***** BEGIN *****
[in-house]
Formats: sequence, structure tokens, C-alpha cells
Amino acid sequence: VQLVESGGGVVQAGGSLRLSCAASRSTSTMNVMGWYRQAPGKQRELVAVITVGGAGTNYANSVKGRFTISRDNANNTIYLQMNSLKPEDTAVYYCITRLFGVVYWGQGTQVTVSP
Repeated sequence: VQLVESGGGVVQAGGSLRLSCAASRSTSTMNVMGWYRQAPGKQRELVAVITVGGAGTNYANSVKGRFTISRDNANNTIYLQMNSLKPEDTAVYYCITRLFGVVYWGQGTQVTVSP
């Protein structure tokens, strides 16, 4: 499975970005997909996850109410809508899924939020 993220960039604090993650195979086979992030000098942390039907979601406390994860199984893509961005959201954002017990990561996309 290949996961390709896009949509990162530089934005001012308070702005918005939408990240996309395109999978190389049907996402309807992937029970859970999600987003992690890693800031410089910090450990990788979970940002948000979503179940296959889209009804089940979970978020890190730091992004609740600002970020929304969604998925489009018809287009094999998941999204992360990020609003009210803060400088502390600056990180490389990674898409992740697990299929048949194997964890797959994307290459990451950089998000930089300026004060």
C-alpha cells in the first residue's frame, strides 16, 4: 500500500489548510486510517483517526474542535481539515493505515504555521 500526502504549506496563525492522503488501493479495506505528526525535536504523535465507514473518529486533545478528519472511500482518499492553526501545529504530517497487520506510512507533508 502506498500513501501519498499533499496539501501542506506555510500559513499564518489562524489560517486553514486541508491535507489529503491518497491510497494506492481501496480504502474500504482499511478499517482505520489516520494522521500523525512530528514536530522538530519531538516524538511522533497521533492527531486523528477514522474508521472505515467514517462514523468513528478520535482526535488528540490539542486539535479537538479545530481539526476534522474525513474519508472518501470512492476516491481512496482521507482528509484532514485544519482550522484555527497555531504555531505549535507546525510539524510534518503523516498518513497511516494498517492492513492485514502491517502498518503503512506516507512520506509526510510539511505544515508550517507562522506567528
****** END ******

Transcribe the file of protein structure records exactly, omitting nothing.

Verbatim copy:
[in-house]
Formats: sequence, structure tokens, C-alpha cells
Amino acid sequence: VQLVESGGGVVQAGGSLRLSCAASRSTSTMNVMGWYRQAPGKQRELVAVITVGGAGTNYANSVKGRFTISRDNANNTIYLQMNSLKPEDTAVYYCITRLFGVVYWGQGTQVTVSP
Repeated sequence: VQLVESGGGVVQAGGSLRLSCAASRSTSTMNVMGWYRQAPGKQRELVAVITVGGAGTNYANSVKGRFTISRDNANNTIYLQMNSLKPEDTAVYYCITRLFGVVYWGQGTQVTVSP
């Protein structure tokens, strides 16, 4: 499975970005997909996850109410809508899924939020 993220960039604090993650195979086979992030000098942390039907979601406390994860199984893509961005959201954002017990990561996309 290949996961390709896009949509990162530089934005001012308070702005918005939408990240996309395109999978190389049907996402309807992937029970859970999600987003992690890693800031410089910090450990990788979970940002948000979503179940296959889209009804089940979970978020890190730091992004609740600002970020929304969604998925489009018809287009094999998941999204992360990020609003009210803060400088502390600056990180490389990674898409992740697990299929048949194997964890797959994307290459990451950089998000930089300026004060």
C-alpha cells in the first residue's frame, strides 16, 4: 500500500489548510486510517483517526474542535481539515493505515504555521 500526502504549506496563525492522503488501493479495506505528526525535536504523535465507514473518529486533545478528519472511500482518499492553526501545529504530517497487520506510512507533508 502506498500513501501519498499533499496539501501542506506555510500559513499564518489562524489560517486553514486541508491535507489529503491518497491510497494506492481501496480504502474500504482499511478499517482505520489516520494522521500523525512530528514536530522538530519531538516524538511522533497521533492527531486523528477514522474508521472505515467514517462514523468513528478520535482526535488528540490539542486539535479537538479545530481539526476534522474525513474519508472518501470512492476516491481512496482521507482528509484532514485544519482550522484555527497555531504555531505549535507546525510539524510534518503523516498518513497511516494498517492492513492485514502491517502498518503503512506516507512520506509526510510539511505544515508550517507562522506567528